In a press conference this afternoon the PNC reported incidents of buses being taken hostage and burnt in Ahuachapan and in Chalchuapa.  Only the drivers and fare collectors were aboard and no one was killed.  A police vehicle was also attacked with a M-67 grenade, and PNC agents captured two suspects immediately after the incident.  A school in San Martin was also closed upon the discovery of a decapitated head in the surrounding area.  Carlos Ascencio, the National Police Chief, reminded the public that these events are not unlike what they see on any other day.

The PNC and Armed Forces mobilized 3,500 agents initially, and reported an increase of another 1,000 agents.  Helicopters were also observed circling through out the day.

Bus owners claim that the strike is indefinite.  The government plans to activate a contingency plan to provide public transportation if the buses do not resume service tomorrow, with military and police agents on every unit of transportation. They are urging the population to continue their routines as normal.

Manuel Melgar, the Minister of Public Security, reported that they consider these threats to be related to the recent capture of over 10 million dollars in cash un-earthed in barrels in Zacatecoluca.  Others have also attributed the threats to the passage of the new Anti-Gang law.

September 8th Update:

While the partial bus strike continues for the second day, the government continues to increase police and military presence.  The Minister of Public Security, Manuel Melgar, reported 3,500 PNC agents on patrol and the Minister of Defense, David Munguía Payés reported that another 2,000 army personnel have also been mobilized.  Many civilians are relying upon transportation provided by the military and PNC.

Yesterday, the legislative assembly approved the modification of article 347-A of the Penal Code, to increase jail time for persons caught providing arms to gang members.

The prison sub-director, Nelson Rauda, also confirmed ‘rebellions’ by inmates in six different jails.

September 9th Update

As discussed by the bus associations yesterday, today is the third and final day of the bus strikes.  The representative of FECOATRANS, Catalino Miranda, expected to see about 70% of the buses operating as normal by the end of the day.  The police and military trucks are also providing transportation.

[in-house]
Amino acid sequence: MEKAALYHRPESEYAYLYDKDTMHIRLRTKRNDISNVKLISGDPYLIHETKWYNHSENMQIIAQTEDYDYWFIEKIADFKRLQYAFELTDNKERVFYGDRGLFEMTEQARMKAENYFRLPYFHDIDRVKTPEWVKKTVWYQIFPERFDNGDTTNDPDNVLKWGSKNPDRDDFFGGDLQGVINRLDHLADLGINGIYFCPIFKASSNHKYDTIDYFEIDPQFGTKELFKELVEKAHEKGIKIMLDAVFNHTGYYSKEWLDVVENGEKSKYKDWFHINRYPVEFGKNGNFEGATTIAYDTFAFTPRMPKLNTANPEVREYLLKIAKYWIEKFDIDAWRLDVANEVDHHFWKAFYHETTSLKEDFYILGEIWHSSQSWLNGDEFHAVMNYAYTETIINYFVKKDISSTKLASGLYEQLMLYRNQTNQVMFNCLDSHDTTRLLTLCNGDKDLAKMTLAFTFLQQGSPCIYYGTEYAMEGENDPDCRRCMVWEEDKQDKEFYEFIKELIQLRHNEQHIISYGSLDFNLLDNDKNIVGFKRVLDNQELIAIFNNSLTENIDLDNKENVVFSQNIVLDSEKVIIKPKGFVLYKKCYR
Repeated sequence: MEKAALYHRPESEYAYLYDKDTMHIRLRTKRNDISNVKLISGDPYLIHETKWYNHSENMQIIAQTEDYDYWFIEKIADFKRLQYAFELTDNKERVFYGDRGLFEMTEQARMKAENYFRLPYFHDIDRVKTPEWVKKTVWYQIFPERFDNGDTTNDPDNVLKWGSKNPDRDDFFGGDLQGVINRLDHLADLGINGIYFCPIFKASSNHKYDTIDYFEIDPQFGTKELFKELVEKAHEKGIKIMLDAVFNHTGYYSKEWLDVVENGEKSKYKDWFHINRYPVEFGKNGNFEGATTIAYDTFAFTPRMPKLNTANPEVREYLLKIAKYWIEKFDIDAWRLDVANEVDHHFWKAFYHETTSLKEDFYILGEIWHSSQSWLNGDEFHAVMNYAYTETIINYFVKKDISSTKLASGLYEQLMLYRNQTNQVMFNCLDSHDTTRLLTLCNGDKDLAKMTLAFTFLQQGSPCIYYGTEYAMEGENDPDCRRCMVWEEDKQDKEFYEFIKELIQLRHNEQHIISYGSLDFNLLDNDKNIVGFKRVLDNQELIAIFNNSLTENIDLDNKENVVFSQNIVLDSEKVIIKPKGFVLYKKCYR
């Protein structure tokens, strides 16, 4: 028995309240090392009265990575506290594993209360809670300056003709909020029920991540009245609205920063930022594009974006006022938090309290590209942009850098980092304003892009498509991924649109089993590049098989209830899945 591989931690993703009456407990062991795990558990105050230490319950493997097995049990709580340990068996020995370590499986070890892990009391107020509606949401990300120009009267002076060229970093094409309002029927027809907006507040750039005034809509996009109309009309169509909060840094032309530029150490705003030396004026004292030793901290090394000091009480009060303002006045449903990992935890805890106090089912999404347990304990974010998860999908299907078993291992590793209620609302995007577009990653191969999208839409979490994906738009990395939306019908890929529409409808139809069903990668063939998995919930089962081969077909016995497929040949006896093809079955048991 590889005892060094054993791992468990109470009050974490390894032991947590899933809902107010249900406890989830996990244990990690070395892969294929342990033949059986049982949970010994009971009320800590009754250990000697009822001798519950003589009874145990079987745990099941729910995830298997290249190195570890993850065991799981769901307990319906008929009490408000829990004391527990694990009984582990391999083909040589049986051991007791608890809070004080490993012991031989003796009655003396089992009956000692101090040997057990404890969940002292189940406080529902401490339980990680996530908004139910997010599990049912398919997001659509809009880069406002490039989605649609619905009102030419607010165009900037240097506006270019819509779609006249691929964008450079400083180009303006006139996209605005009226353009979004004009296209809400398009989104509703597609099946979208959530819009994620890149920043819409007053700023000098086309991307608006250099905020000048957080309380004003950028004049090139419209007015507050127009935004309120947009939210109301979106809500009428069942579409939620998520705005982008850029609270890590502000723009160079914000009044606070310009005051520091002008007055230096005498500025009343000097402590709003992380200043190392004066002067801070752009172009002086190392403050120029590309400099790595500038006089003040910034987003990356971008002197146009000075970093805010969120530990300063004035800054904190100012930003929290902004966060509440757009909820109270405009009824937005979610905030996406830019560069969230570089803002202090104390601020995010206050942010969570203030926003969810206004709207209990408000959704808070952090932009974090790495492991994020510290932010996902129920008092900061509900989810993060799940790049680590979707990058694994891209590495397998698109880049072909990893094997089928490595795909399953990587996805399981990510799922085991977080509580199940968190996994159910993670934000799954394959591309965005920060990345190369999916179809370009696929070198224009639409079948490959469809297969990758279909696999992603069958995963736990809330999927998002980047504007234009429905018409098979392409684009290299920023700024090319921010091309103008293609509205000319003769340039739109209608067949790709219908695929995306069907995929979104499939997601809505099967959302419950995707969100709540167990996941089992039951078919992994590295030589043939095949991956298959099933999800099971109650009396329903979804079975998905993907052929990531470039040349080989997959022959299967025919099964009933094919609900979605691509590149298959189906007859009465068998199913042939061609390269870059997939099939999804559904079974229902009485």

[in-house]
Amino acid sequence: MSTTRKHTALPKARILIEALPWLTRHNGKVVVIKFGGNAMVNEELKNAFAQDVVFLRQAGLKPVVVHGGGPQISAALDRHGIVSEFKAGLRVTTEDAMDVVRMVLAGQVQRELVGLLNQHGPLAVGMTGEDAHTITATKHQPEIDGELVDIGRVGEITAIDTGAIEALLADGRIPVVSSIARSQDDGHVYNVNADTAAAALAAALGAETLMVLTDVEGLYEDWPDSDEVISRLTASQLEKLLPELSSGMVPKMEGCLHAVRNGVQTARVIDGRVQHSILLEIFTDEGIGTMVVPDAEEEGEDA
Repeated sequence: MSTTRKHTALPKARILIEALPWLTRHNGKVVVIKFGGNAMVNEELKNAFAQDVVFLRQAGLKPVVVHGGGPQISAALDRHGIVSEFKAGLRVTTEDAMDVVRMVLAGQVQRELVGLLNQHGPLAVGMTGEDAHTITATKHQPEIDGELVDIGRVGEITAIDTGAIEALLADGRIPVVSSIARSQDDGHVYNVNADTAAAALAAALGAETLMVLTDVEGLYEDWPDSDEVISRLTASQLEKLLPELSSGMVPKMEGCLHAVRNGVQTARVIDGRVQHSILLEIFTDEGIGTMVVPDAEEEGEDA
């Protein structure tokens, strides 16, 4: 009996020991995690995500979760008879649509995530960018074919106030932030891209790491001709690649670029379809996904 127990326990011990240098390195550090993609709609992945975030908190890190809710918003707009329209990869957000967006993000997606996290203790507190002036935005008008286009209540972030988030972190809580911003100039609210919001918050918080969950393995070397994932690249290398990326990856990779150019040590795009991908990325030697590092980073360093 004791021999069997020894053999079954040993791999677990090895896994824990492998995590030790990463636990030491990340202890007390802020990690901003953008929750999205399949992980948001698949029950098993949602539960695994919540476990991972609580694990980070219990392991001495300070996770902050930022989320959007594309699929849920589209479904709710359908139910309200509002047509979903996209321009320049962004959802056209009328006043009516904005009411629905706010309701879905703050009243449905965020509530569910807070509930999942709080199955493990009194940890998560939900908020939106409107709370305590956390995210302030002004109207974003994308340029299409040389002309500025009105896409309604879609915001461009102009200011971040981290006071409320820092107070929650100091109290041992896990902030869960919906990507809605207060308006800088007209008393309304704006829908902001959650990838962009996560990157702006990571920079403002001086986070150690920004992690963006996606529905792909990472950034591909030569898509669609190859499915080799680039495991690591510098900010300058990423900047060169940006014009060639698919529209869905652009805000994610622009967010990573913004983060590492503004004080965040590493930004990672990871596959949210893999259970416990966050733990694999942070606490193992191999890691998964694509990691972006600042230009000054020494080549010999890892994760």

The PNC also reported a drop in homicides over the past 3 days.  Nationally, nine homicides were reported on Tuesday (the same as the daily average so far this year), yesterday there were four, and so far today none have been reported.  Yesterday afternoon another M-67 grenade was thrown at a PNC check point in Mejicanos.  No one was injured.  The PNC and the press are highly publicizing the 50 arrests that have been made in the past three days, mostly for young men passing out flyers that threatened informal vendors and bus drivers.  The largest sweep captured 17 young men in Guacotecti, Cabañas for ‘illicit association, possession, and unlicensed weapons’.

Meanwhile, Douglas Moreno, the General Prison Director, has declared emergencies in five prison facilities.  Inmates have declared themselves in ‘rebellion’ and have increased inter-inmate violence and also towards guards.  30 people have been injured.  Moreno has called for the intervention of the UMO (the Order Maintenance Unit) and five days of cell confinement for the prisoners.

Supposed representatives of the MS-13 and M-18 gangs sent out a press release via e-mail yesterday afternoon.  The release apologized for the inconvenience, but that they are seeking a way to be heard by the current administration.  They demand a space for dialogue, a presidential veto of the new anti-gang law, and better conditions for the incarcerated.  Government officials either reserved comment or emphasized the importance of following through on the new legislation.  PNC director Carlos Ascencio said the law would specifically target gang leadership.